I am one of those who have been noisily and prayerfully hoping that President Obama’s inexhaustible deferences to America’s critics, and blandishments heaped on the world’s most antagonistic regimes, were just part of a coalition-building exercise before bringing appropriate pressure on them. After nearly eleven months, it is difficult to sustain such a hopeful view.
The glibness with which the Mideast peace process would be restarted, like the assault on nuclear arms, carbon emissions, and health care, was cautionary. But in the election of America’s first non-white president, there was room for hope, including by Mr. Obama himself, that the United States could disarm some of its international critics with the assurance of a new start in Washington from a fresh perspective.
But in international relations, all that really matters apart from questions of overwhelming moral clarity, such as existed in favor of Roosevelt and Churchill over Hitler, and with Reagan and Thatcher over Brezhnev, is military and economic strength. It is helpful to have unusually capable expositors of foreign policy, like Dean Acheson or Henry Kissinger, but, as Bismarck famously said, the issues between Great Powers are resolved by “blood and iron,” whether they are actually deployed and expended or not.
Richard Nixon was able to build a relationship with China only after that country’s relations with the USSR had descended to the verge of war, the U.S. had effected an almost complete withdrawal from Vietnam without bringing down the non-Communist government in Saigon, and all unusual political unrest in the U.S. had subsided. President Truman was able to set up a functioning Western Alliance when the U.S. was, as Mr. Churchill stated, all that stood in the way of Stalin’s occupation of Western Europe. The United States has not been strong in the world since the debacle of Iraqi nation-building, in about 2005, after which almost the entire U.S. ground-forces conventional military capability has been mired in the Near East, while harebrained bipartisan economic policy has colossally indebted the country.
Mr. Obama had little chance of achieving any of his ambitious targets on the world stage until the U.S. was again objectively strong, if then. At a minimum, this would require the end of the terminal current-account deficits, the emergence of a robust and sensibly based economy, and a satisfactory de-escalation of the Afghan and Iraqi commitments. There is cause for hope on the first point, great hope on the last, but only elemental progress on the economy, which is battered by the specter of a decade of trillion-dollar annual federal budget deficits and ludicrous distractions of health care and energy-use extravagance. The idea that the world and America could be remade on the strength of the Obama brand was just an effusion of wild egotism and naïveté that has sullied the brand. Little could be achieved and little has been.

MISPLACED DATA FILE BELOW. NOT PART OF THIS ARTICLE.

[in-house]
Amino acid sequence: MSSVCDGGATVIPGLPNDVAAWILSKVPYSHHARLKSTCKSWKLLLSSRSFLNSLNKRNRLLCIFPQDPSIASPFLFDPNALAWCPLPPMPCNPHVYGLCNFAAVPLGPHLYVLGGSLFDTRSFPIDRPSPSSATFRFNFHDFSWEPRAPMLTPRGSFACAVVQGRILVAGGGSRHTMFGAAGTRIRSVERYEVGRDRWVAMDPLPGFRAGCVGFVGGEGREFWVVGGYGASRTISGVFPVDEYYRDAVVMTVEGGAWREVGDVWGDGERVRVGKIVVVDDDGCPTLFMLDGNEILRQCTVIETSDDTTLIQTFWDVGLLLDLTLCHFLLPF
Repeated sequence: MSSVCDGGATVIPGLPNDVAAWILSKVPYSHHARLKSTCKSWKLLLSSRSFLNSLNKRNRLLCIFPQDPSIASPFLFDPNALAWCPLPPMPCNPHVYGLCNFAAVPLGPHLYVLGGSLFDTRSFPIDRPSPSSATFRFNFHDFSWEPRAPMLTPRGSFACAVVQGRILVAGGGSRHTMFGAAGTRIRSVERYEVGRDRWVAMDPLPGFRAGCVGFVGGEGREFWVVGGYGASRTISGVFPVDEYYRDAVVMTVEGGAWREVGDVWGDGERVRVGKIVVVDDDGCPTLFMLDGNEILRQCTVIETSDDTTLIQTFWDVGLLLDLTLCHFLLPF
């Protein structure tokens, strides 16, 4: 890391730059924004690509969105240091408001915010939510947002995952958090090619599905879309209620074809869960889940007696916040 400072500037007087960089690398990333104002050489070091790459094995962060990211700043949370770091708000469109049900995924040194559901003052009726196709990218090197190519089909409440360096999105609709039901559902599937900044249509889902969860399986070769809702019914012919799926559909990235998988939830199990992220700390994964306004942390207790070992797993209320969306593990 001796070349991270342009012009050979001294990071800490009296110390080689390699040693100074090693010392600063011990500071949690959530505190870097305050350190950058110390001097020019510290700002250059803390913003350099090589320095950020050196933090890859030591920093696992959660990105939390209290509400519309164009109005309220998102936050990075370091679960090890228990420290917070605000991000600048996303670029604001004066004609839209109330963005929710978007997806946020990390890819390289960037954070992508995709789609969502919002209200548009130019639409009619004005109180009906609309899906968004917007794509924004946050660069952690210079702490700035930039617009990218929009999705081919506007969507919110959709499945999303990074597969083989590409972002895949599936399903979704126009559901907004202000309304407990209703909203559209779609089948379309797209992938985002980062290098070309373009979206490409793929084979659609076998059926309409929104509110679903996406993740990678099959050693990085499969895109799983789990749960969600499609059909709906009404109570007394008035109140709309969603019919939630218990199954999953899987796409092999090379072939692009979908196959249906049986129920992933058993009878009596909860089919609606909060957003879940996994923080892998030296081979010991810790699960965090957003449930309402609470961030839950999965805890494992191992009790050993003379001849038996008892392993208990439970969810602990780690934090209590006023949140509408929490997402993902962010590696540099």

In a triumph of hope over reason, I chinned myself on the theory that the talk of abolishing nuclear arms was atmospheric mood changing to assist in organizing a response to the nuclear military ambitions of North Korea and Iran. The Nuclear Non-Proliferation Treaty requires the nuclear powers to work toward nuclear disarmament, which they have not done, apart from containing the superpower arms race by the bloodless disappearance of one of the superpowers.
As with any club, the members have tried to close the membership-admission door behind them, and turned a blind eye to some crashers and not others. France, Israel, China, and South Africa (which has since disarmed) entered with little or no comment, while the Clinton administration took upon itself the insane response to India and Pakistan when they became nuclear powers of a double embargo, which failed, increased tensions, and facilitated terrorism throughout the world. Reversing that policy was one of the foreign-policy successes of the George W. Bush administration, as both countries are now behaving as allies.
There are indications that China, which is the only power that can seriously influence North Korea, is finally responding to the great chicken game, and may be blackballing its Dear Leader from the nuclear club. But Iran is flaunting its sponsorship by Russia and China, who, along with Pakistan, have colluded to assist Iran’s nuclear military program. The Iranians have a respectable technical argument that they have as much right to such weapons as the countries that already possess them.
The counter-argument is that Iran is an enthusiastic terror-sponsoring country, especially through Hezbollah and Hamas, and its president, Mahmoud Ahmadinejad, has often called for the elimination of Israel. The Obama effort to “engage” the Iranian regime has included soft-pedaling the fraudulent reelection of the president and enduring insolences and acts of negotiating bad faith with a stoicism that makes Job seem like a hothead. It has been a fiasco. Secretary of State Clinton has threatened “crippling sanctions,” but Russia and other countries are unlikely to participate and sanctions have never really worked.